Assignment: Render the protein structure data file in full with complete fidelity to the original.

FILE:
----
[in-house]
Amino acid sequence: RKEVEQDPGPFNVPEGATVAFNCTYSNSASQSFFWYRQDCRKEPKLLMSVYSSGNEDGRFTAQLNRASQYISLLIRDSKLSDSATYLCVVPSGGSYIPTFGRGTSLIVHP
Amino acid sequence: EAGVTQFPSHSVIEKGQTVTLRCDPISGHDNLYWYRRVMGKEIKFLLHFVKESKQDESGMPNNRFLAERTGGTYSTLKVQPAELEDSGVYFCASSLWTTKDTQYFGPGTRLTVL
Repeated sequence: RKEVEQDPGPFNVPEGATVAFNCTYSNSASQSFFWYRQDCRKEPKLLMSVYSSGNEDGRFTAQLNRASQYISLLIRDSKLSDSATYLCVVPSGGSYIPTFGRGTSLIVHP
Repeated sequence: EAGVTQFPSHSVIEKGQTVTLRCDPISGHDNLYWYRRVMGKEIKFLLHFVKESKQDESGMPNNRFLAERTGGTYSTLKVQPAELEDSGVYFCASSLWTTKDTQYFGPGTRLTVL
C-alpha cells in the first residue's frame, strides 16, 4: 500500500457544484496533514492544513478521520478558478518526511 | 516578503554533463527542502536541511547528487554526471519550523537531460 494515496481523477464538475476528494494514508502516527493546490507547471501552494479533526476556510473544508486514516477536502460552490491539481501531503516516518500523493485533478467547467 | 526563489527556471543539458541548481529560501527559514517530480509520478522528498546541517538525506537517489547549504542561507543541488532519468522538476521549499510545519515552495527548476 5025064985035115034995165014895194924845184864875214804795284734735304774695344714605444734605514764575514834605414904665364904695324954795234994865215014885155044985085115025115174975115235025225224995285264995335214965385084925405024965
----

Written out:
[in-house]
Amino acid sequence: RKEVEQDPGPFNVPEGATVAFNCTYSNSASQSFFWYRQDCRKEPKLLMSVYSSGNEDGRFTAQLNRASQYISLLIRDSKLSDSATYLCVVPSGGSYIPTFGRGTSLIVHP
Amino acid sequence: EAGVTQFPSHSVIEKGQTVTLRCDPISGHDNLYWYRRVMGKEIKFLLHFVKESKQDESGMPNNRFLAERTGGTYSTLKVQPAELEDSGVYFCASSLWTTKDTQYFGPGTRLTVL
Repeated sequence: RKEVEQDPGPFNVPEGATVAFNCTYSNSASQSFFWYRQDCRKEPKLLMSVYSSGNEDGRFTAQLNRASQYISLLIRDSKLSDSATYLCVVPSGGSYIPTFGRGTSLIVHP
Repeated sequence: EAGVTQFPSHSVIEKGQTVTLRCDPISGHDNLYWYRRVMGKEIKFLLHFVKESKQDESGMPNNRFLAERTGGTYSTLKVQPAELEDSGVYFCASSLWTTKDTQYFGPGTRLTVL
C-alpha cells in the first residue's frame, strides 16, 4: 500500500457544484496533514492544513478521520478558478518526511 | 516578503554533463527542502536541511547528487554526471519550523537531460 494515496481523477464538475476528494494514508502516527493546490507547471501552494479533526476556510473544508486514516477536502460552490491539481501531503516516518500523493485533478467547467 | 526563489527556471543539458541548481529560501527559514517530480509520478522528498546541517538525506537517489547549504542561507543541488532519468522538476521549499510545519515552495527548476 5025064985035115034995165014895194924845184864875214804795284734735304774695344714605444734605514764575514834605414904665364904695324954795234994865215014885155044985085115025115174975115235025225224995285264995335214965385084925405024965